Most who would run 2.8-inch tires at 15-17 PSI would run a 2.6 closer to 17-19. At that pressure, the compliance is remarkably similar to the 2.8. The 2.6 tires feel noticeably lighter and slightly less squirmy, and they're just as grippy and soft over small, sharp edges. But there's a smaller margin of error for pinch flats, which can already be a problem in the 2.8-inch world. Riders who like the true plus-size experience may be better off getting it from true plus-size tires. But then we did some experimenting while up around 21 or 22, and I'm not talking about college. A moderate approach to pressure perfectly bridged the gap. We could ride nearly as aggressively as with ‘normal’ tires, but with a little more grip and a little more sharp bump absorption. But we still don't know what to call them.—Travis Engel
Bontrager Turbo Charger MTB
A good pump is a good thing. It is strangely hard to find a pump that doesn't squeak, doesn't seem poised to immediately topple over and doesn't promptly break. Throw in well-thought-out features that actually make sense and the options further narrow.
Bontrager's Turbo Charger MTB Floor Pump ticks those boxes and comes in at a not-absolutely-horrendous-but-not-inexpensive $90. It touts a very readable, top-mounted gauge that maxes out at 80 PSI, which the hose attaches to, netting you quite a bit of extra length. This may seem insignificant, but when quickly topping off tires, there's something very pleasing about not having a pump fall over when attaching a pump head to a 12 o'clock valve position. More than one tester at the Bible finished using the pump, set it aside, then quickly made a sidelong glance back in a my, that's certainly a good pump extra moment of musing. We were impressed.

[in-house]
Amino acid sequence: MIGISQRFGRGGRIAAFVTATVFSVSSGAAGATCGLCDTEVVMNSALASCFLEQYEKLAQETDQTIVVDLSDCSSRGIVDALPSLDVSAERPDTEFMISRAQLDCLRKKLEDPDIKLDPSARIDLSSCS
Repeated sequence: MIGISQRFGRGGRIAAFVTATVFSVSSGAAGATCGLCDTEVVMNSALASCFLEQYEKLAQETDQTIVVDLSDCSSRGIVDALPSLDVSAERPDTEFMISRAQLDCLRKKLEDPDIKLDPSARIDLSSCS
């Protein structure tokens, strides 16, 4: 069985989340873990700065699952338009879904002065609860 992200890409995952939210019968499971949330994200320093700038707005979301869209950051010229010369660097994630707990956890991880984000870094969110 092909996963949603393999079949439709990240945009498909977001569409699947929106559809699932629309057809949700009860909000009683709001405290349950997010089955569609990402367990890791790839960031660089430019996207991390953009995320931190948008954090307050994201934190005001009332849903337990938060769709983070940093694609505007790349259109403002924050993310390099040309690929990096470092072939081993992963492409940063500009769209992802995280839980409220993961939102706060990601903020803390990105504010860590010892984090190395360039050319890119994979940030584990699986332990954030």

Now before we get overly excited, let's know what the Turbo Charger MTB is not. It's not a tubeless magic pump, no irrefutable ability to tubeless-ify a not-yet-set-up-tubeless setup. For that within the Bontrager line, look to the TLR Flash Charger.
Even despite lacking the tubeless forced-air wonderment component, one adept tester was able to set up a tire tubeless purely through getting his sweat on stroking away. The especially tall, large-diameter barrel moves a lot of air quickly through the hose, so it is possible. In a world of ho-hum options, the Bontrager Turbo Charger MTB is a standout.—W.R.
SRAM Code RSC
We're about to tell you how much we like SRAM's new brake. Just like we did the Guides before, and the Elixirs before that. Yeah, we see a pattern too. But SRAM has solved its production problems. If you're hung up on the past, you'll miss out on the future.
The Code lever actuates its master cylinder with a slightly beefed-up version of the cam used on the Guides. The mechanism allows the pads to rest farther from the rotor before the lever is compressed. After it's compressed, the leverage increases, offering more modulation earlier in the stroke and more power later in the stroke. The fluid reservoir sized up so the Codes can take more heat, and the slave cylinders and surrounding assembly material followed suit so they can apply more heat.
But their extra power is just part of why the Codes made our list of favorites this year. We were quite impressed with how easy it is to control that power. They're a lot like the Guides in that way, but with access to what feels like an extra 30-percent more on-demand deceleration.
And they achieve their modulation without feeling squishy. That wide spectrum of force occurs within a tiny amount of lever throw, and it may be what we love most with the Codes. They feel right. The ball-bearing pivot is smooth under heavy and feathery loads. There's no rattle and no rub. And that feeling is just as valuable on a lightweight trail wanderer as on a reckless downhill party machine.—T.E.